By Jean Paul Sartre, Hazel Barnes
Being and Nothingness
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Additional info for Being and Nothingness: A Phenomenological Essay on Ontology
Furthermore if the series of appearances were finite, that would mean that the first appear ances do not have the possibility of reappearing. which is absurd, or that they can be all given at once, which is still more absurd. Let us understand indeed that our theory of the phenomenon has replaced the reality of the thing by the objectivity of the phenomenon and that it has based this on an appeal to infinity. The reality of that cup is that it is there and that it is not me. We shall interpret this by saying that the series of its appear ances is bound by a principle which does not depend on my whim.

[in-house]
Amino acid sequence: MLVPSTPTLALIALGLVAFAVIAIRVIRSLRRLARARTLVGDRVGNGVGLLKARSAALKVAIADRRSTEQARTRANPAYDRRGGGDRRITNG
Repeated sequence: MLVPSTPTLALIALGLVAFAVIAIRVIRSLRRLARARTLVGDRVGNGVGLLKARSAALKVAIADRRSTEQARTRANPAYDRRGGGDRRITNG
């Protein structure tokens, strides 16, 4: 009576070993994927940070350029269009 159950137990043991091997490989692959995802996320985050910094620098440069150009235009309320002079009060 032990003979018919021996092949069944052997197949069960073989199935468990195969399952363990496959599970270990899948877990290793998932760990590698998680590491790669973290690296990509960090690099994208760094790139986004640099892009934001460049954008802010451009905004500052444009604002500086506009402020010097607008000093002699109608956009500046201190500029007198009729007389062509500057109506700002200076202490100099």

It seems rather that we 1 From Greele 1~1I. Sartre seems to have ignored. " Tr. THE PURSUIT OF BEING xlvii have converted them all into a new dualism: that of finite and infinite. n fact can not be reduced to a finite series of manifesta tions since each one of them is a relation to a subject constantly chang ing. Although an object may disclose itself only through a single Abschat tung, the sole fact of there being a subject implies the possibility of multiplying the points of view on that Abschattung.
HAZEL E. BARNES University of Colorado INTRODUCTION The Pursuit of Being I. THE PHENOMENON MODERN thought has realized considerable progress by reducing the exist· ent to the series of appearances which manifest it. Its aim was to over come a certain number of dualisms which have embarrassed philosophy and to replace them by the monism of the phenomenon. Has the attempt been successful? In the first place we certainly thus get rid of that dualism which in the existent opposes interior to exterior.
Being and Nothingness: A Phenomenological Essay on Ontology by Jean Paul Sartre, Hazel Barnes